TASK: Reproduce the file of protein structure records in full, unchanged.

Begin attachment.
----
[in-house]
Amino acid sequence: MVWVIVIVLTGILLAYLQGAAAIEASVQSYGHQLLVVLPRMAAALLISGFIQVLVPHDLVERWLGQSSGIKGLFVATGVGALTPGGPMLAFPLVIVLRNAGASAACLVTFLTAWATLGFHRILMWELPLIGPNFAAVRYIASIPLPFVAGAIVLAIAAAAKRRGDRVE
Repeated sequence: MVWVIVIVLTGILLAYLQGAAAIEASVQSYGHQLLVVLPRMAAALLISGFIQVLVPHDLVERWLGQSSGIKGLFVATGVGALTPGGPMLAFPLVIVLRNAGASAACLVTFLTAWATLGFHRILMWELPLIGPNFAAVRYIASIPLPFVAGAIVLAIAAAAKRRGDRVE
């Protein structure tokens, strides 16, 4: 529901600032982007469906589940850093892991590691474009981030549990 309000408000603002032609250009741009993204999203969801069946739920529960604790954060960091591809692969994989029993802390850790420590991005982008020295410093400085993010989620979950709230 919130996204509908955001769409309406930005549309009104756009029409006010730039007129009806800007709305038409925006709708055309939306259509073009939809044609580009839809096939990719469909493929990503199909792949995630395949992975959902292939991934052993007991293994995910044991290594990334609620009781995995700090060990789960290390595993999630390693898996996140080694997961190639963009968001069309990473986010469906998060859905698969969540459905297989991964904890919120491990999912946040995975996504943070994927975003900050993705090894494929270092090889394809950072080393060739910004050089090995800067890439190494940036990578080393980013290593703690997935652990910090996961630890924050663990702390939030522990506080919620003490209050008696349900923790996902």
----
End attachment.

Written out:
[in-house]
Amino acid sequence: MVWVIVIVLTGILLAYLQGAAAIEASVQSYGHQLLVVLPRMAAALLISGFIQVLVPHDLVERWLGQSSGIKGLFVATGVGALTPGGPMLAFPLVIVLRNAGASAACLVTFLTAWATLGFHRILMWELPLIGPNFAAVRYIASIPLPFVAGAIVLAIAAAAKRRGDRVE
Repeated sequence: MVWVIVIVLTGILLAYLQGAAAIEASVQSYGHQLLVVLPRMAAALLISGFIQVLVPHDLVERWLGQSSGIKGLFVATGVGALTPGGPMLAFPLVIVLRNAGASAACLVTFLTAWATLGFHRILMWELPLIGPNFAAVRYIASIPLPFVAGAIVLAIAAAAKRRGDRVE
């Protein structure tokens, strides 16, 4: 529901600032982007469906589940850093892991590691474009981030549990 309000408000603002032609250009741009993204999203969801069946739920529960604790954060960091591809692969994989029993802390850790420590991005982008020295410093400085993010989620979950709230 919130996204509908955001769409309406930005549309009104756009029409006010730039007129009806800007709305038409925006709708055309939306259509073009939809044609580009839809096939990719469909493929990503199909792949995630395949992975959902292939991934052993007991293994995910044991290594990334609620009781995995700090060990789960290390595993999630390693898996996140080694997961190639963009968001069309990473986010469906998060859905698969969540459905297989991964904890919120491990999912946040995975996504943070994927975003900050993705090894494929270092090889394809950072080393060739910004050089090995800067890439190494940036990578080393980013290593703690997935652990910090996961630890924050663990702390939030522990506080919620003490209050008696349900923790996902």